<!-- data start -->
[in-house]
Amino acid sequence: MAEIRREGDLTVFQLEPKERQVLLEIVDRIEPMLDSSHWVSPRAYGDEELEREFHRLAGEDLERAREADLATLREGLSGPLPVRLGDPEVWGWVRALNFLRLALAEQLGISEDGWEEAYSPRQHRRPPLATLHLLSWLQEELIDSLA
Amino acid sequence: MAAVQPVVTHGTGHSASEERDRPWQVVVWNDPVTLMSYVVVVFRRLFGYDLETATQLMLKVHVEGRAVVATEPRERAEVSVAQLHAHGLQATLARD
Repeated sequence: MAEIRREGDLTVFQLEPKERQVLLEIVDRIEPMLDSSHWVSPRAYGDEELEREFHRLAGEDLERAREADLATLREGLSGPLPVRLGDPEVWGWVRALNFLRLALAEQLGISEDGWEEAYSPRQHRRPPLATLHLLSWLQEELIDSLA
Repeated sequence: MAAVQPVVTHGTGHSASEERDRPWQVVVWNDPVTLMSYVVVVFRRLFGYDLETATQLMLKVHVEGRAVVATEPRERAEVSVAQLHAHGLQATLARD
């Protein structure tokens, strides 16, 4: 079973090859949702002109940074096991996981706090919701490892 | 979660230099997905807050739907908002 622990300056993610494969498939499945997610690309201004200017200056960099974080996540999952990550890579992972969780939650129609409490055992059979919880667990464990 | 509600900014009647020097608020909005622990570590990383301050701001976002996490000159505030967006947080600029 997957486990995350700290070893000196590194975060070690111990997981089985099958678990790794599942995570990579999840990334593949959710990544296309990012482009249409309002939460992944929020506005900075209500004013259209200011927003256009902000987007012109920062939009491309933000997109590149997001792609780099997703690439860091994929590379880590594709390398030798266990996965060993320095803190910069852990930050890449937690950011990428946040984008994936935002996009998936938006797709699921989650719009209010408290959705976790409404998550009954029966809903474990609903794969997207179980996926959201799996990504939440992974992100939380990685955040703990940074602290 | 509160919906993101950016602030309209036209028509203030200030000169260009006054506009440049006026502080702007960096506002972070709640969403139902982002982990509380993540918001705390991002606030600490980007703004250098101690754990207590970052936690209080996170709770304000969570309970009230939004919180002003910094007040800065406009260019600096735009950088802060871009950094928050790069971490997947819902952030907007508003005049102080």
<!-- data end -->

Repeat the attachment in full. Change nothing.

[in-house]
Amino acid sequence: MAEIRREGDLTVFQLEPKERQVLLEIVDRIEPMLDSSHWVSPRAYGDEELEREFHRLAGEDLERAREADLATLREGLSGPLPVRLGDPEVWGWVRALNFLRLALAEQLGISEDGWEEAYSPRQHRRPPLATLHLLSWLQEELIDSLA
Amino acid sequence: MAAVQPVVTHGTGHSASEERDRPWQVVVWNDPVTLMSYVVVVFRRLFGYDLETATQLMLKVHVEGRAVVATEPRERAEVSVAQLHAHGLQATLARD
Repeated sequence: MAEIRREGDLTVFQLEPKERQVLLEIVDRIEPMLDSSHWVSPRAYGDEELEREFHRLAGEDLERAREADLATLREGLSGPLPVRLGDPEVWGWVRALNFLRLALAEQLGISEDGWEEAYSPRQHRRPPLATLHLLSWLQEELIDSLA
Repeated sequence: MAAVQPVVTHGTGHSASEERDRPWQVVVWNDPVTLMSYVVVVFRRLFGYDLETATQLMLKVHVEGRAVVATEPRERAEVSVAQLHAHGLQATLARD
């Protein structure tokens, strides 16, 4: 079973090859949702002109940074096991996981706090919701490892 | 979660230099997905807050739907908002 622990300056993610494969498939499945997610690309201004200017200056960099974080996540999952990550890579992972969780939650129609409490055992059979919880667990464990 | 509600900014009647020097608020909005622990570590990383301050701001976002996490000159505030967006947080600029 997957486990995350700290070893000196590194975060070690111990997981089985099958678990790794599942995570990579999840990334593949959710990544296309990012482009249409309002939460992944929020506005900075209500004013259209200011927003256009902000987007012109920062939009491309933000997109590149997001792609780099997703690439860091994929590379880590594709390398030798266990996965060993320095803190910069852990930050890449937690950011990428946040984008994936935002996009998936938006797709699921989650719009209010408290959705976790409404998550009954029966809903474990609903794969997207179980996926959201799996990504939440992974992100939380990685955040703990940074602290 | 509160919906993101950016602030309209036209028509203030200030000169260009006054506009440049006026502080702007960096506002972070709640969403139902982002982990509380993540918001705390991002606030600490980007703004250098101690754990207590970052936690209080996170709770304000969570309970009230939004919180002003910094007040800065406009260019600096735009950088802060871009950094928050790069971490997947819902952030907007508003005049102080």